Winter With Our Animals
Virtue Cider sits on 48 acres of historical farmland. Our mission is to maintain and improve the integrity of our grounds and soil, and that's where our heritage animal rehabilitation program comes in. They help till our soil, and they provide us with wool, dairy, eggs, and meat.
Our job is to create and supply the right environment for them with shelter, fresh water, and food. The rest is up to the animal. In the winter, our job remains the same.
Our visitors might notice that some of our animals are outside all winter. The heritage breeds on our farm are resilient and in fact, being outdoors keeps them happy and occupied. Both our pig and sheep herds would absolutely go insane if kept indoors for the winter. We keep their fuel going so they can have calories to keep their internal temperatures stoked, regular feeding is key to animal warmth. Kinda like making fire!
Our pigs are supplied a non-GMO spent grain mash twice a day, with straw to bed down on in their little huts. They typically burrow under the bedding and sleep five to a pile. If you ever duck inside, it’s incredibly toasty. Old Spot pigs have a thick layer of fat and hair to keep them warm. Keeping them cool on hot days is the bigger challenge! The pigs spend most of their days out in their acreage, exploring, tossing forage up in the air and catching it like a game. Just a bunch of kids on a snow day.
The sheep on our farm are Icelandic in origin, so they have a deep understanding of what it means to survive the frozen elements. When we’re struggling to keep ourselves warm while we fill their feeders, they are snuggled warm against themselves in water-resistant wool. They also like to huddle together in their three-walled shed to get temperatures rising. One of the ewes came up to me and let me feel her belly (there’s a baby in there) and it warmed my cold hands right up. Their diet is the purest of hippy diets; alfalfa grass mixes, mineral salts, and fresh water alongside the occasional treat of beet or carrot pulps and whole oats. I always think I should go on a sheep diet.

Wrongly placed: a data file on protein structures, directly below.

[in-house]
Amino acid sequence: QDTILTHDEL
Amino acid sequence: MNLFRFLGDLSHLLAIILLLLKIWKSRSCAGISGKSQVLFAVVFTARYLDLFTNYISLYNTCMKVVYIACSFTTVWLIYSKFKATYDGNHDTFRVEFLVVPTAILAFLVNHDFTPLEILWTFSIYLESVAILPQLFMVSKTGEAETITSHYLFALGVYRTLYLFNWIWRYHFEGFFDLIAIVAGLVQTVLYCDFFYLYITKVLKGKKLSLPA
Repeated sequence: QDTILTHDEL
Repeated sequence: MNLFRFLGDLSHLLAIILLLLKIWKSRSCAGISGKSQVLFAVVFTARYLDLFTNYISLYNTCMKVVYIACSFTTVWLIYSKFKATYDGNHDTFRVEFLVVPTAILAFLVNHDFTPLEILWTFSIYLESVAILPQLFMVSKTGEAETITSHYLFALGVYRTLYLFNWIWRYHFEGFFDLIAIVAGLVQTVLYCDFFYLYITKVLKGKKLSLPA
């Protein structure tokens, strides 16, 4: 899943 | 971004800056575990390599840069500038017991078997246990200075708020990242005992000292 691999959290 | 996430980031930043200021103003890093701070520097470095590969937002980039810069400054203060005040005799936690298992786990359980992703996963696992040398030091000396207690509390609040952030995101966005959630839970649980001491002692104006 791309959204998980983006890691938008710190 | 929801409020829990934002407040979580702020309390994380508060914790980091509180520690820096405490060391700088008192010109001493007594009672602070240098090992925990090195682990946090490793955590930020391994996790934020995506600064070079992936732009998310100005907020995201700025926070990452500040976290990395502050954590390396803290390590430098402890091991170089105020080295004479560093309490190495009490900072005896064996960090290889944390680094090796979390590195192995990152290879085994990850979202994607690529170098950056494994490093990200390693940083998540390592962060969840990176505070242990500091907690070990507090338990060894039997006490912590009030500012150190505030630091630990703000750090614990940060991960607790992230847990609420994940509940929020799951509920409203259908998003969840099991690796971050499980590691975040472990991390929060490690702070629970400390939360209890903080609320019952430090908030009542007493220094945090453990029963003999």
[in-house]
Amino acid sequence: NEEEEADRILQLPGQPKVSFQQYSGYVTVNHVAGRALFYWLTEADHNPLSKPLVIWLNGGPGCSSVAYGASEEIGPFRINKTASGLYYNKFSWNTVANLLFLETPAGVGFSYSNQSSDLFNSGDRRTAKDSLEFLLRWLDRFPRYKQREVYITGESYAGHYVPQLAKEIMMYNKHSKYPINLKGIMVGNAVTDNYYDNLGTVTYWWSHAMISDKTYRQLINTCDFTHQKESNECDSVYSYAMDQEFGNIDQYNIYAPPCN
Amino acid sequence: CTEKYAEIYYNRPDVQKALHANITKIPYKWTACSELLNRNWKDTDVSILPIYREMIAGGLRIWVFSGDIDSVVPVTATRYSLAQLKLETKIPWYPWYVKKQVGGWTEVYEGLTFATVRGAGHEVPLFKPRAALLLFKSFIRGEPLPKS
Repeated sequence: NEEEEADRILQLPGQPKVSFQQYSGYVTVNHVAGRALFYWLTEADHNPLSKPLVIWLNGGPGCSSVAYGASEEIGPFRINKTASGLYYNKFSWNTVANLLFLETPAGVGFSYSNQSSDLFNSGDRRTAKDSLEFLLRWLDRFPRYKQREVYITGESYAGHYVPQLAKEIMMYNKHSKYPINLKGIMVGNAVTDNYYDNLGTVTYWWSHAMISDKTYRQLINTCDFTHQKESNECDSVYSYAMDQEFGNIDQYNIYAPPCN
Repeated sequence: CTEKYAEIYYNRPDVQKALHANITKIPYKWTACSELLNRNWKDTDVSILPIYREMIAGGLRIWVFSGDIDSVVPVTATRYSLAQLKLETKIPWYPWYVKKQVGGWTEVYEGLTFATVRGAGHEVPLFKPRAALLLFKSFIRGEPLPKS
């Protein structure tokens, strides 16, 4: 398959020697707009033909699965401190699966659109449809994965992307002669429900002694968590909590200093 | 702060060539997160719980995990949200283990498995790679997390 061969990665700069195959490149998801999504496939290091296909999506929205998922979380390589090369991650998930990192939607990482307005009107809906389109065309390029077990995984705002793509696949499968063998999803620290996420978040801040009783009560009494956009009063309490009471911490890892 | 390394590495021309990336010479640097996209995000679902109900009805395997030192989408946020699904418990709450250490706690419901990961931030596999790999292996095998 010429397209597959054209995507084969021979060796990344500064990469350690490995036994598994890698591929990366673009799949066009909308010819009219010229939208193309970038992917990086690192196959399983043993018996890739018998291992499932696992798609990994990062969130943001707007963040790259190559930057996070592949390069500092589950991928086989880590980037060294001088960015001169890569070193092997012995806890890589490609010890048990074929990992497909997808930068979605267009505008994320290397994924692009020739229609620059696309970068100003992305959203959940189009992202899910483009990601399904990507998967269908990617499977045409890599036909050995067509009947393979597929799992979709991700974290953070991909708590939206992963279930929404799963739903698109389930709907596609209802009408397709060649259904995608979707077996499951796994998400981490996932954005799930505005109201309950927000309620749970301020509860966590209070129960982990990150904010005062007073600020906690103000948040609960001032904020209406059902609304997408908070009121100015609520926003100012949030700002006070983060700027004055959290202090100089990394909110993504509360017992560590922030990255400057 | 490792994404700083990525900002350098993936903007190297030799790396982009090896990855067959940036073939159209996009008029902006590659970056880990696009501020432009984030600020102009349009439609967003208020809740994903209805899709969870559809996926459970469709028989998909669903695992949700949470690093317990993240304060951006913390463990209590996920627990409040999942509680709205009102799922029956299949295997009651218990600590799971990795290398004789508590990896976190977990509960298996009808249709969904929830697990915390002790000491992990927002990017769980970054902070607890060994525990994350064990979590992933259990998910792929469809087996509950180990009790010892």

The chickens, which include breeds like Ancona, Dominique, and Rhode Island Red, are easy-peasy – we check them once in the morning, collecting eggs, freshening water and feed.
Pippin, our resident mouser stays in the farmhouse through the winter. She enjoys getting fat and day-dreaming about parties on the patio and sun-bathing on barrels in warm weather (see above).
The hardest part about keeping animals outdoors year-round is keeping water supply fresh and unfrozen. We have heaters on all the tanks, but occasionally moisture trips a breaker and we have to get cracking on the ice.
The best thing about caring for these animals, however, is when you’re all done with chores. You get to see them stick their little noses up in the air and inhale as if to say, "This is the life." You can see for yourself when you visit us. You can join us for Wassail this Saturday, Feb., 10, or you can visit us all season long.
—Johanna Bystrom, Virtue hospitality operations manager